KIRK: Black Hills ranching's springtime guidelineThe calendar might say spring is officially here but in South Dakota that’s just a guideline. Especially in the Black Hills, people have to have proof because Mother Nature is notorious for pulling springtime pranks. Just because daylight savings gets implemented doesn’t necessarily mean the season is going to change along with it. Mother Nature loves to convince Black Hills residents that winter has finally broken and then turns around and behaves like an ornery brat.
By: Amy Kirk, The Daily Republic
The calendar might say spring is officially here but in South Dakota that’s just a guideline. Especially in the Black Hills, people have to have proof because Mother Nature is notorious for pulling springtime pranks.
Just because daylight savings gets implemented doesn’t necessarily mean the season is going to change along with it. Mother Nature loves to convince Black Hills residents that winter has finally broken and then turns around and behaves like an ornery brat.
So far, I am fairly optimistic that spring is here to stay. One reassuring sign of this new season is when grass starts popping up. This is a relief because once Old Man Winter gets the manure-covered boot for another year and cows decide to sneak off someplace to have their calves during the night, my husband and I can worry less about freezing temperatures and wind chill factors.
Yes, we can relax for a second and focus on other matters, like the potential for grass tetany. This metabolic disorder can be found in cattle grazing on fast-growing grass in early spring and has the potential to be fatal to livestock lacking magnesium. Naturally, grass seems to have sprouted up everywhere just after we decided to turn our herd out into a different pasture.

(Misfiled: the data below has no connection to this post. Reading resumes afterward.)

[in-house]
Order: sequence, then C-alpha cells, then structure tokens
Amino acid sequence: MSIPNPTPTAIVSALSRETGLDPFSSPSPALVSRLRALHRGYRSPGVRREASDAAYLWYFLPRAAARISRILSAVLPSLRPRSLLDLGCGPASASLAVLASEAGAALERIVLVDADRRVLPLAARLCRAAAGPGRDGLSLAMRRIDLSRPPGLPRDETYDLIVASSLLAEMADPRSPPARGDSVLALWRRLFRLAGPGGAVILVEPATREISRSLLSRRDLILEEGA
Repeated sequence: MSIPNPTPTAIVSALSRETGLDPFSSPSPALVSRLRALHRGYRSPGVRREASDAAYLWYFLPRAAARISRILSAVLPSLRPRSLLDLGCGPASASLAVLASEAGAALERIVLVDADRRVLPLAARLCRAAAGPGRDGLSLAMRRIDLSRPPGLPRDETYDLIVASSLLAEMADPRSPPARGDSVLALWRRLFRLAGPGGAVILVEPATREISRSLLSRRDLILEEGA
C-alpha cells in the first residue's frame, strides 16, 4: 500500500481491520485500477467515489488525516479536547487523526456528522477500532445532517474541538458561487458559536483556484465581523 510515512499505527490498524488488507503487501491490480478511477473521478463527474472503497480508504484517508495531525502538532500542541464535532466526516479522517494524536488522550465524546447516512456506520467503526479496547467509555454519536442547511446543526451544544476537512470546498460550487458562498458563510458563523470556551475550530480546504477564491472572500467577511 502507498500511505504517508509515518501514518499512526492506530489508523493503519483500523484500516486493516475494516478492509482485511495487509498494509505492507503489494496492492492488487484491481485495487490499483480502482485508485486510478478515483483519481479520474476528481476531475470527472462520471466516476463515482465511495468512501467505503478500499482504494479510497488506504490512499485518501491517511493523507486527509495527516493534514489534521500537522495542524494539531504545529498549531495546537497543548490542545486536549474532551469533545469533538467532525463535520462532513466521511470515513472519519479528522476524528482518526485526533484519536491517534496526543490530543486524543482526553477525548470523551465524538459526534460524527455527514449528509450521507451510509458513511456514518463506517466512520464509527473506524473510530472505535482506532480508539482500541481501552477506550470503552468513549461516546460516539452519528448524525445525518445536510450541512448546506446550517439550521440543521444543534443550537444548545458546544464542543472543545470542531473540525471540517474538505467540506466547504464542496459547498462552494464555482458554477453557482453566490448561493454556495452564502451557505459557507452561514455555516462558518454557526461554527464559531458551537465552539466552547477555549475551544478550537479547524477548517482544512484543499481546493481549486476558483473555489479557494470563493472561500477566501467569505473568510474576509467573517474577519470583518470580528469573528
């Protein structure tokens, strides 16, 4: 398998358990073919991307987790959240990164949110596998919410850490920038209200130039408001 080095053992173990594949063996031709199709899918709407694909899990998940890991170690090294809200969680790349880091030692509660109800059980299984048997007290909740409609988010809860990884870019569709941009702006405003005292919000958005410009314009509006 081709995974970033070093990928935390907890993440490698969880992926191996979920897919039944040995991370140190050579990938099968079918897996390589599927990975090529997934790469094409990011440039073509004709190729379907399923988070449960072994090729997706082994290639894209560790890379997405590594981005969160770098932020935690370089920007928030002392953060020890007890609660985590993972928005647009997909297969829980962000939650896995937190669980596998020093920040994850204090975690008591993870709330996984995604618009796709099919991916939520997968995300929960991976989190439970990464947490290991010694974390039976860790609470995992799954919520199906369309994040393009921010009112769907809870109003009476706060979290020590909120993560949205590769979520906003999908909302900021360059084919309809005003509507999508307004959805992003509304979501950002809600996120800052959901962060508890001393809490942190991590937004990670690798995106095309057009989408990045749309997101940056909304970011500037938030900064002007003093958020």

As a result, the livestock mineral feeder has been set out and filled with adequate amounts of a magnesium supplement which alleviates grass tetany problems. When the mineral feeder is set out, I know the calendar isn’t lying about it being spring.
It’s also a well-known fact that rain showers represent spring-like weather. This type of moisture symbolizes the time of year when we start looking at the ground for signs of calf scours (bovine diarrhea). This is another springtime specific concern that will have to be dealt with promptly if it shows up.
Although South Dakota communities on the prairie are accustomed to strong winds year round, March’s high winds signify that the season is changing in the Black Hills. The scouring winds we’ve had lately have all but sandblasted away our driveway and my flowerbeds. Surely that means spring actually made it to the southwest corner of South Dakota.
I try to offset these bothersome spring-related signs by looking on the bright side. It’s been said that if blue birds are seen, spring is here to stay. Just the other day I saw a blue bird for the first time this year; a barn cat was packing it off in its mouth.
Other surefire cues are when the air feels warm enough to get by without wearing gloves and coveralls. When it’s cold out, I don’t like putting on boots that make my feet cold. I can tell spring temperatures are in the air once the nighttime low temperatures hover around 30 degrees and I can stop bringing my boots inside to be warm when I put them on.
The only way to truly know for sure that it’s spring is to check out my husband. A good indicator is when he stops wearing long johns, thermal shirts, and silk rags around his neck. But most importantly, when he doesn’t put his ear flappers down on his scotch cap, I know spring is here.
But we’re not Mother Nature’s fools. Winter gear doesn’t officially get put away until June.
Amy Kirk and her husband raise their two kids on a fourth-generation cow/calf operation near Pringle. She blogs at ranchwifeslant.areavoices.co m.